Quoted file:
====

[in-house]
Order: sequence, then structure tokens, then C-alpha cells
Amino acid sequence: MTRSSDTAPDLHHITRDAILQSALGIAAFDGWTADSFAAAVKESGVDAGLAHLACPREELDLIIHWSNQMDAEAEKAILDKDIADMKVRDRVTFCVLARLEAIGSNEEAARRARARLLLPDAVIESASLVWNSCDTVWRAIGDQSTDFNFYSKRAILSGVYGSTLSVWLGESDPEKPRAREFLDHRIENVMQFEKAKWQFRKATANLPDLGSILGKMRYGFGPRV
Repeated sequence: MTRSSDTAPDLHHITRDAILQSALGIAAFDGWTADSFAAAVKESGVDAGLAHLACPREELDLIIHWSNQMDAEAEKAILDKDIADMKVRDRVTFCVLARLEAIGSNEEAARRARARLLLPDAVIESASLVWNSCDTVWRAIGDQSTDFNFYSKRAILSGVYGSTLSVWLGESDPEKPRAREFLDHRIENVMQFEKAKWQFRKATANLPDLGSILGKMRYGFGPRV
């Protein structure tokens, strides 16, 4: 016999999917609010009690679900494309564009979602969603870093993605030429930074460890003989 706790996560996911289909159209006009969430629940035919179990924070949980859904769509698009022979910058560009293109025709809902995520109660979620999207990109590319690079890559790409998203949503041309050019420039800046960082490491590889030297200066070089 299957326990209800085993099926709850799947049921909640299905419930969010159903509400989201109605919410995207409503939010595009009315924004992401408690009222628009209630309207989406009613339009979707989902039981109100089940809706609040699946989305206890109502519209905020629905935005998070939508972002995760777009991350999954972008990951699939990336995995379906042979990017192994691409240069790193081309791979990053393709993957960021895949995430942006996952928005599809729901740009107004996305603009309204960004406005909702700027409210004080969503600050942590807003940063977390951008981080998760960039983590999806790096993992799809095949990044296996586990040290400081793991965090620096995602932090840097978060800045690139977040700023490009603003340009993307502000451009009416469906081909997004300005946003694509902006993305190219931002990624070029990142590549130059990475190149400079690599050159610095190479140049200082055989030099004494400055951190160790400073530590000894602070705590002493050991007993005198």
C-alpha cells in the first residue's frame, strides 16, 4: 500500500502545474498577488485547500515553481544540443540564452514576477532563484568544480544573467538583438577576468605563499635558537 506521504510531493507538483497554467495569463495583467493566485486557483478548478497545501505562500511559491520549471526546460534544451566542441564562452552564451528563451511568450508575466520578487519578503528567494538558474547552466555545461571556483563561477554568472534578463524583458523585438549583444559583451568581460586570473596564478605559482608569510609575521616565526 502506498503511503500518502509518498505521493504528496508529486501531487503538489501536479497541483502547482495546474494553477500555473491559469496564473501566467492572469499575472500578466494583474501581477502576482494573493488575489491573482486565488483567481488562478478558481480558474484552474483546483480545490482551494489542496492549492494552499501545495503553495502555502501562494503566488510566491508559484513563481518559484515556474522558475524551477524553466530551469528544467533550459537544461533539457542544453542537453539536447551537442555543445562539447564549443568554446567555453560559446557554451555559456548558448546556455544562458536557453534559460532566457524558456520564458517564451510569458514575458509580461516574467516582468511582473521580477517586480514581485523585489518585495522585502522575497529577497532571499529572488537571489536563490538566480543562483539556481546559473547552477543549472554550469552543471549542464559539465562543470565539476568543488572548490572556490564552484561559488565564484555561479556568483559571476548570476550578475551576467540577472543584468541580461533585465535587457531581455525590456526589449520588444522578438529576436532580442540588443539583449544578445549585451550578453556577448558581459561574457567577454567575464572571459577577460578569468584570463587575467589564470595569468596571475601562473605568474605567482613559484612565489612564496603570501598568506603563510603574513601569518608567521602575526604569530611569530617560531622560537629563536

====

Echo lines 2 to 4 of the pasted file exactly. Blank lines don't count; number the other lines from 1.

Order: sequence, then structure tokens, then C-alpha cells
Amino acid sequence: MTRSSDTAPDLHHITRDAILQSALGIAAFDGWTADSFAAAVKESGVDAGLAHLACPREELDLIIHWSNQMDAEAEKAILDKDIADMKVRDRVTFCVLARLEAIGSNEEAARRARARLLLPDAVIESASLVWNSCDTVWRAIGDQSTDFNFYSKRAILSGVYGSTLSVWLGESDPEKPRAREFLDHRIENVMQFEKAKWQFRKATANLPDLGSILGKMRYGFGPRV
Repeated sequence: MTRSSDTAPDLHHITRDAILQSALGIAAFDGWTADSFAAAVKESGVDAGLAHLACPREELDLIIHWSNQMDAEAEKAILDKDIADMKVRDRVTFCVLARLEAIGSNEEAARRARARLLLPDAVIESASLVWNSCDTVWRAIGDQSTDFNFYSKRAILSGVYGSTLSVWLGESDPEKPRAREFLDHRIENVMQFEKAKWQFRKATANLPDLGSILGKMRYGFGPRV